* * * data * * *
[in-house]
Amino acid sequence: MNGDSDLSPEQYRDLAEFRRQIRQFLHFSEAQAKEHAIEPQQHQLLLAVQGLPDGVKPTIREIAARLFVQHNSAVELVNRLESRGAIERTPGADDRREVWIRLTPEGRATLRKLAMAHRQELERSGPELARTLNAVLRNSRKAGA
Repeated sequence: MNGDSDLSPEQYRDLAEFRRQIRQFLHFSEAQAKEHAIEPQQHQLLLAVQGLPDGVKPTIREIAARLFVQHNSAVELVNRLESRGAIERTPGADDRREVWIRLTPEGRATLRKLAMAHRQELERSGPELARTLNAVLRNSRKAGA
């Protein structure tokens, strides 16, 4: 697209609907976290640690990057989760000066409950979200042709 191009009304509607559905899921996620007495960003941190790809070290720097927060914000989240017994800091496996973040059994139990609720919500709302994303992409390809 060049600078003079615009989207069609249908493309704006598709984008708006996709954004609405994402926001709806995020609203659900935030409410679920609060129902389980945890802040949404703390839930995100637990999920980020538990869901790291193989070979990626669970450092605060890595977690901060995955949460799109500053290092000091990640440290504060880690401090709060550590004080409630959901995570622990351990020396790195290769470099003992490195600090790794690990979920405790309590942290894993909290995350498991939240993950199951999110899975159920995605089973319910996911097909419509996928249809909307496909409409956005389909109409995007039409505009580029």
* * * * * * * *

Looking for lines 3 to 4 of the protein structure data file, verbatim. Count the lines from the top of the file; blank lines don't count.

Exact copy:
Repeated sequence: MNGDSDLSPEQYRDLAEFRRQIRQFLHFSEAQAKEHAIEPQQHQLLLAVQGLPDGVKPTIREIAARLFVQHNSAVELVNRLESRGAIERTPGADDRREVWIRLTPEGRATLRKLAMAHRQELERSGPELARTLNAVLRNSRKAGA
């Protein structure tokens, strides 16, 4: 697209609907976290640690990057989760000066409950979200042709 191009009304509607559905899921996620007495960003941190790809070290720097927060914000989240017994800091496996973040059994139990609720919500709302994303992409390809 060049600078003079615009989207069609249908493309704006598709984008708006996709954004609405994402926001709806995020609203659900935030409410679920609060129902389980945890802040949404703390839930995100637990999920980020538990869901790291193989070979990626669970450092605060890595977690901060995955949460799109500053290092000091990640440290504060880690401090709060550590004080409630959901995570622990351990020396790195290769470099003992490195600090790794690990979920405790309590942290894993909290995350498991939240993950199951999110899975159920995605089973319910996911097909419509996928249809909307496909409409956005389909109409995007039409505009580029």